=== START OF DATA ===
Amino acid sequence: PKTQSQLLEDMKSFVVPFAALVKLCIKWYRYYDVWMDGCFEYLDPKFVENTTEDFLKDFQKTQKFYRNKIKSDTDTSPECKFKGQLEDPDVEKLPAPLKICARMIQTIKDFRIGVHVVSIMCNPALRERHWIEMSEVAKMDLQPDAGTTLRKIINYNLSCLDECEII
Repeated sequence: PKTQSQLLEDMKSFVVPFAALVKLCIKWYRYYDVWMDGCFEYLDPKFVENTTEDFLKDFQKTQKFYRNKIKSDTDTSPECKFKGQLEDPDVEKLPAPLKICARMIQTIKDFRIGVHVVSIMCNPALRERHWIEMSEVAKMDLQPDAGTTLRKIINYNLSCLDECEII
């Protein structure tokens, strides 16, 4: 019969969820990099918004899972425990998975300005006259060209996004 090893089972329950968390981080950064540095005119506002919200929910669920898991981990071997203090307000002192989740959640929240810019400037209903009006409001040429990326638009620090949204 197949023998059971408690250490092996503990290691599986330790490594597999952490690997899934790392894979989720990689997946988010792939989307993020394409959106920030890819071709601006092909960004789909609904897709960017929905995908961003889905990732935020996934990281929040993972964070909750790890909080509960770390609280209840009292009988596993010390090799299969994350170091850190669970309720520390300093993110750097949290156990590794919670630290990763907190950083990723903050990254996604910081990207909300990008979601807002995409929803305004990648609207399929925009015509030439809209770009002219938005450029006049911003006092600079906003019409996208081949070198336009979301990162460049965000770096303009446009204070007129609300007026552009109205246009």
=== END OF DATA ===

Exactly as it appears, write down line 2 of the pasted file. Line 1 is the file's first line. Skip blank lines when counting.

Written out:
Repeated sequence: PKTQSQLLEDMKSFVVPFAALVKLCIKWYRYYDVWMDGCFEYLDPKFVENTTEDFLKDFQKTQKFYRNKIKSDTDTSPECKFKGQLEDPDVEKLPAPLKICARMIQTIKDFRIGVHVVSIMCNPALRERHWIEMSEVAKMDLQPDAGTTLRKIINYNLSCLDECEII